Common sense is apparently what my grandmother had and what I lacked, at least as a child. This information was often relayed to me at her rural Apsley home many decades ago, when I would spend time with her almost every summer. If I acted too much the smart aleck she would remind me of how much I still didn’t know.
The Oxford dictionary defines common sense as “the ability to think about things in a practical way and make sensible decisions.”
I wish my grandmother had been consulted in the 1970s and 80s, when business leaders and economists decided in earnest then that the supply chain economy was the way to go.
To save pennies per unit on whatever was to be manufactured, companies determined what small component could be created most cheaply in any given country. Then airplanes, ships and transport trucks would be used to have all these base components meet up somewhere (usually China) to construct the unit itself — the most plum part of the assignment given that it created the most jobs.
Back home we’d eagerly wait for whatever was made so we could buy it, after our own manufacturing base was gutted, our middle class shredded, and our environment became sullied by those same airplanes, ships, and transport trucks that brought these goods to market.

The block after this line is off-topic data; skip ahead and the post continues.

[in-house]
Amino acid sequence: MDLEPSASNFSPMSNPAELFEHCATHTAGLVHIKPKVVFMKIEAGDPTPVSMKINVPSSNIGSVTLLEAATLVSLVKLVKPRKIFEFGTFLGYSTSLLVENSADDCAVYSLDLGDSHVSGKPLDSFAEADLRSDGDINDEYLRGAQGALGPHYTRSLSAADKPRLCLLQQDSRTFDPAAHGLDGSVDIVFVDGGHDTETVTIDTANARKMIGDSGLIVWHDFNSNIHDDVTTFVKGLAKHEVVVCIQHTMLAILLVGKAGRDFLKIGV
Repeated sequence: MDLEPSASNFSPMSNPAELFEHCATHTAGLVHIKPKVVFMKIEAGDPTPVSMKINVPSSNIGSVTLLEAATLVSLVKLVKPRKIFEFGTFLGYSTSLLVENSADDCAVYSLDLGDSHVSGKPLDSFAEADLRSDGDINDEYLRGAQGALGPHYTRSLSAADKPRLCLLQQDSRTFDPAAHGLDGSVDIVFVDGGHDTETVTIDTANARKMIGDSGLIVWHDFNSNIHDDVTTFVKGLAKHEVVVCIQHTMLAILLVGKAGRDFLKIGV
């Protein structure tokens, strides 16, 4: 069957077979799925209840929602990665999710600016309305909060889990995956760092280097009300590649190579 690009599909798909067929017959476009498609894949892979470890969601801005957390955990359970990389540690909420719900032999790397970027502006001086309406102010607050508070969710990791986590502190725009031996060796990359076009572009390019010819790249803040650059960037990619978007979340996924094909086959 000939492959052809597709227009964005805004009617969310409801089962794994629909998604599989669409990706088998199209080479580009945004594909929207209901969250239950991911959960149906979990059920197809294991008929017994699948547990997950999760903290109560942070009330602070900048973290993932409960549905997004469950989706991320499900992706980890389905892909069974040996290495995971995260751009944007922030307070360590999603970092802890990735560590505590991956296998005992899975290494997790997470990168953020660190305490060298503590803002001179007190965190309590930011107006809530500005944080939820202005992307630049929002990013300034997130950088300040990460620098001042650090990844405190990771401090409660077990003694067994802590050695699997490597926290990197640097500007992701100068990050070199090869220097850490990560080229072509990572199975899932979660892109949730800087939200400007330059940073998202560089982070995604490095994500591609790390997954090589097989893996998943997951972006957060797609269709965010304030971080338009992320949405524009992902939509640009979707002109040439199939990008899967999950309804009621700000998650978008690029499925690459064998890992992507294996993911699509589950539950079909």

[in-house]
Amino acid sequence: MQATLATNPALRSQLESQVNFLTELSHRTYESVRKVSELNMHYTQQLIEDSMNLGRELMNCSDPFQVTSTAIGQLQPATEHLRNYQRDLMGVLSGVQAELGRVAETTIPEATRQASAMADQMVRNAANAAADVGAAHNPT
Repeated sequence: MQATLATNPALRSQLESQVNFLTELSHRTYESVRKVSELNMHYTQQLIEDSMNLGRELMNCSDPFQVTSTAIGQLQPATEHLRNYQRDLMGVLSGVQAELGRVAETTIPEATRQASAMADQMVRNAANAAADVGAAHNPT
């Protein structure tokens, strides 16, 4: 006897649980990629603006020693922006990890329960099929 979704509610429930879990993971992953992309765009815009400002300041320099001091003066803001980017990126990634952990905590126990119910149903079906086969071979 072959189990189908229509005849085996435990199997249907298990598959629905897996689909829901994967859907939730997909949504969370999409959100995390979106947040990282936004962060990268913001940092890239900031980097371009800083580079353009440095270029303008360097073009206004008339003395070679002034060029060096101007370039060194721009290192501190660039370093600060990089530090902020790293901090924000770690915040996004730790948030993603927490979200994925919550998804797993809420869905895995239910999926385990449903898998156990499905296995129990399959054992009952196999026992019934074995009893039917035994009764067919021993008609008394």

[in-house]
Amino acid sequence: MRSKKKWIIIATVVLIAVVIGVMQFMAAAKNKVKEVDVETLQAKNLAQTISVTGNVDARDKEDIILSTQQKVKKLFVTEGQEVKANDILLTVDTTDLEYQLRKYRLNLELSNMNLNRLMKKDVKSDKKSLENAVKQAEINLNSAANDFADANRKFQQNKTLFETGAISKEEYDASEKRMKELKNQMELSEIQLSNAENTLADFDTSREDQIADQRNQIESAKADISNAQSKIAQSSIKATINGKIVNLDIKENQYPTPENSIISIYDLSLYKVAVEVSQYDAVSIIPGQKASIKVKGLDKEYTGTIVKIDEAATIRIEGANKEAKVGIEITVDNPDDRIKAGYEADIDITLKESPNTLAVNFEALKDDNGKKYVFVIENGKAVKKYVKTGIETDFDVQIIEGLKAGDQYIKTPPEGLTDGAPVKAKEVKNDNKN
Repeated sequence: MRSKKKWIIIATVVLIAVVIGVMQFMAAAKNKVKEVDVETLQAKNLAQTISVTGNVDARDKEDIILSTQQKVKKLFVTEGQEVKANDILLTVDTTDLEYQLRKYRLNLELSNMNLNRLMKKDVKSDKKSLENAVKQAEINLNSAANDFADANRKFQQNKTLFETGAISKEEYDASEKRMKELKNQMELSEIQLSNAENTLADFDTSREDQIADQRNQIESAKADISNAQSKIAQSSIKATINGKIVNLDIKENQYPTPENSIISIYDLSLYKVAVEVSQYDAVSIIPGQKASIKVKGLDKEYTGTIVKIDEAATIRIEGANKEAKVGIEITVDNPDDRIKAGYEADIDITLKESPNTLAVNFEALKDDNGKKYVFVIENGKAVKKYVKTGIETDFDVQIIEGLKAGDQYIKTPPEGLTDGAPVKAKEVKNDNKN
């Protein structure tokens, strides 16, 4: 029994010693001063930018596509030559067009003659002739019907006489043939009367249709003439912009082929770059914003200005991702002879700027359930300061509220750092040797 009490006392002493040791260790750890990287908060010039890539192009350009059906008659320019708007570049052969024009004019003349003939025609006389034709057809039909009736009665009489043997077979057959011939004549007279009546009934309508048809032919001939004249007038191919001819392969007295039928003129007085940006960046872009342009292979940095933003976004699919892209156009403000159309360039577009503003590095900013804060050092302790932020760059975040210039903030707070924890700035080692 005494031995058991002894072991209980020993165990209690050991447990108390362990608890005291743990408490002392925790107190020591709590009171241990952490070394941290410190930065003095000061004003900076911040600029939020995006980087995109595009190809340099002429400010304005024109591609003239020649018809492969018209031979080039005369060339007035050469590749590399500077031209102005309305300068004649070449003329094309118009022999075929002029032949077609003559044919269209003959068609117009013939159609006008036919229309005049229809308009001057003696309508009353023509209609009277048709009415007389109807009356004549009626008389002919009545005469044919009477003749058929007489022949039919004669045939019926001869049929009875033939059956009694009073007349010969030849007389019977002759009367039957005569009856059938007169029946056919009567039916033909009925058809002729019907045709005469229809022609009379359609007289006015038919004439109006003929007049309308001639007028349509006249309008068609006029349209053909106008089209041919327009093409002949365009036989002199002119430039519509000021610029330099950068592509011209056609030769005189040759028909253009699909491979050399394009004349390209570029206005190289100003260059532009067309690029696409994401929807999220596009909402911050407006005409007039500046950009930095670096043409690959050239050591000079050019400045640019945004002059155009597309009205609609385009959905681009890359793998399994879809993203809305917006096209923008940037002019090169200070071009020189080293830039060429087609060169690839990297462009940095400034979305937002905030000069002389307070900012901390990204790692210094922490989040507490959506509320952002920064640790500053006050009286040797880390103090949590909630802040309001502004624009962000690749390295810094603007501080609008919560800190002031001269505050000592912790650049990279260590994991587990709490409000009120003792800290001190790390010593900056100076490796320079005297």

But hey, we saved a bit of money on our stuff, right? And we figured out how to maximize corporate profits, too, which exacerbated inequality and ensured workers’ wages, when adjusted for inflation, were kept at 1970s levels, even while our education levels rose. Smarter and dumber, I bet grandmother would have observed.
As we’re discovering in this pandemic, we realize we’ve lost not only our capabilities but a good deal of our national pride along the way.
What can we do about this? For starters, the federal government should go further than encouraging the private sector to create what we need. It’s time to establish some strategic Crown corporations and figure out what we can do well — especially for our core needs as a society, like health care, food and defence production.
In the past 30 years we’ve bought into the notion only the private sector knows how to do business. It’s simply not true. As our Second World War effort showed we are more than capable of vigorous, government-led enterprises that could be intelligently designed and profitable — for all of us as Canadians, not just for corporations.
A few years ago Joli and I were in Iceland, where we learned how a local fishery operated. It was Icelandic fish they were pulling off their boats — fish battered in Iceland, put in an Icelandic box that had been printed by an Icelandic printer.
My English-Dutch grandmother wouldn’t have been able to speak their language, but she would have been right at home in Iceland with its good old-fashioned common sense.